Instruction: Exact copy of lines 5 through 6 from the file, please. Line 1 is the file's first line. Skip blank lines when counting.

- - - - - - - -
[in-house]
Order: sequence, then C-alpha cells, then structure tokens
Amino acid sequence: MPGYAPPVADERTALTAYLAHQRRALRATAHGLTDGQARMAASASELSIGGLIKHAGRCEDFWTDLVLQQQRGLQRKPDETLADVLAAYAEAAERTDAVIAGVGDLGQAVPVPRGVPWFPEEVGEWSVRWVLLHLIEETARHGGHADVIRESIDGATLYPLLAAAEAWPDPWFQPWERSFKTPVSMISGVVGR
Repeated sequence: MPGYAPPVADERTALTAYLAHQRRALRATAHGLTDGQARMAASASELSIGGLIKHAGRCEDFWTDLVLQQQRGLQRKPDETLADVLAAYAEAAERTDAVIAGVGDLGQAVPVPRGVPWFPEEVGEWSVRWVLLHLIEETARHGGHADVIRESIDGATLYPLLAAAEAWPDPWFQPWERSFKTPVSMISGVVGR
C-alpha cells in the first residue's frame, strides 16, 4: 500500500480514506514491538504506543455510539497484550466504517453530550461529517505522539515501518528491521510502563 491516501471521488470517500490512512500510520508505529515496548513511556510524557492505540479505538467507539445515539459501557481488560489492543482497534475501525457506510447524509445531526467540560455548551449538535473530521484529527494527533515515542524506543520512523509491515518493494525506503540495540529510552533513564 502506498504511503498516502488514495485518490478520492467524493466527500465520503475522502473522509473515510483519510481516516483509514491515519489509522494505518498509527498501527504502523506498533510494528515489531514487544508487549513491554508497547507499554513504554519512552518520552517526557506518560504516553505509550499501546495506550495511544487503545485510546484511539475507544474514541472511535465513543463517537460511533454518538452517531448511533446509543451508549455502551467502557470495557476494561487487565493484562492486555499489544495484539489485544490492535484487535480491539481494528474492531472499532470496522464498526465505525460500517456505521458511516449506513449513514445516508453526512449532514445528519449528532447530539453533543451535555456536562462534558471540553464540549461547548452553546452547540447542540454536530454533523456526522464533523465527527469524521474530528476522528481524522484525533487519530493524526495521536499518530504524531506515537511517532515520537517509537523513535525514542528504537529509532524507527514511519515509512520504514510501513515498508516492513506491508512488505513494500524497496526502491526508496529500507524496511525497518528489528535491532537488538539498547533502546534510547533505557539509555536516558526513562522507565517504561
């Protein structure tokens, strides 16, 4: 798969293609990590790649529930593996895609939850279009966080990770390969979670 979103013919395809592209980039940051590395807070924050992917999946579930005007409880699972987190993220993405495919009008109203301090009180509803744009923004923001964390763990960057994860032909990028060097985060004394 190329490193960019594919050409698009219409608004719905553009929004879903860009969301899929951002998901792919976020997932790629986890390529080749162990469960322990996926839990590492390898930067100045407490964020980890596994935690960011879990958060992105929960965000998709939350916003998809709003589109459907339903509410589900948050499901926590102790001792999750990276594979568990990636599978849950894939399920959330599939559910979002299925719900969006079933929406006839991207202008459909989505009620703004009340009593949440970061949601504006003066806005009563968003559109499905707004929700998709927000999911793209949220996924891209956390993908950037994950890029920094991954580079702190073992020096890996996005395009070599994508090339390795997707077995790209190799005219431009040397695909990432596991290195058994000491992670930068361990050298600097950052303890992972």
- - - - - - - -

C-alpha cells in the first residue's frame, strides 16, 4: 500500500480514506514491538504506543455510539497484550466504517453530550461529517505522539515501518528491521510502563 491516501471521488470517500490512512500510520508505529515496548513511556510524557492505540479505538467507539445515539459501557481488560489492543482497534475501525457506510447524509445531526467540560455548551449538535473530521484529527494527533515515542524506543520512523509491515518493494525506503540495540529510552533513564 502506498504511503498516502488514495485518490478520492467524493466527500465520503475522502473522509473515510483519510481516516483509514491515519489509522494505518498509527498501527504502523506498533510494528515489531514487544508487549513491554508497547507499554513504554519512552518520552517526557506518560504516553505509550499501546495506550495511544487503545485510546484511539475507544474514541472511535465513543463517537460511533454518538452517531448511533446509543451508549455502551467502557470495557476494561487487565493484562492486555499489544495484539489485544490492535484487535480491539481494528474492531472499532470496522464498526465505525460500517456505521458511516449506513449513514445516508453526512449532514445528519449528532447530539453533543451535555456536562462534558471540553464540549461547548452553546452547540447542540454536530454533523456526522464533523465527527469524521474530528476522528481524522484525533487519530493524526495521536499518530504524531506515537511517532515520537517509537523513535525514542528504537529509532524507527514511519515509512520504514510501513515498508516492513506491508512488505513494500524497496526502491526508496529500507524496511525497518528489528535491532537488538539498547533502546534510547533505557539509555536516558526513562522507565517504561
């Protein structure tokens, strides 16, 4: 798969293609990590790649529930593996895609939850279009966080990770390969979670 979103013919395809592209980039940051590395807070924050992917999946579930005007409880699972987190993220993405495919009008109203301090009180509803744009923004923001964390763990960057994860032909990028060097985060004394 190329490193960019594919050409698009219409608004719905553009929004879903860009969301899929951002998901792919976020997932790629986890390529080749162990469960322990996926839990590492390898930067100045407490964020980890596994935690960011879990958060992105929960965000998709939350916003998809709003589109459907339903509410589900948050499901926590102790001792999750990276594979568990990636599978849950894939399920959330599939559910979002299925719900969006079933929406006839991207202008459909989505009620703004009340009593949440970061949601504006003066806005009563968003559109499905707004929700998709927000999911793209949220996924891209956390993908950037994950890029920094991954580079702190073992020096890996996005395009070599994508090339390795997707077995790209190799005219431009040397695909990432596991290195058994000491992670930068361990050298600097950052303890992972």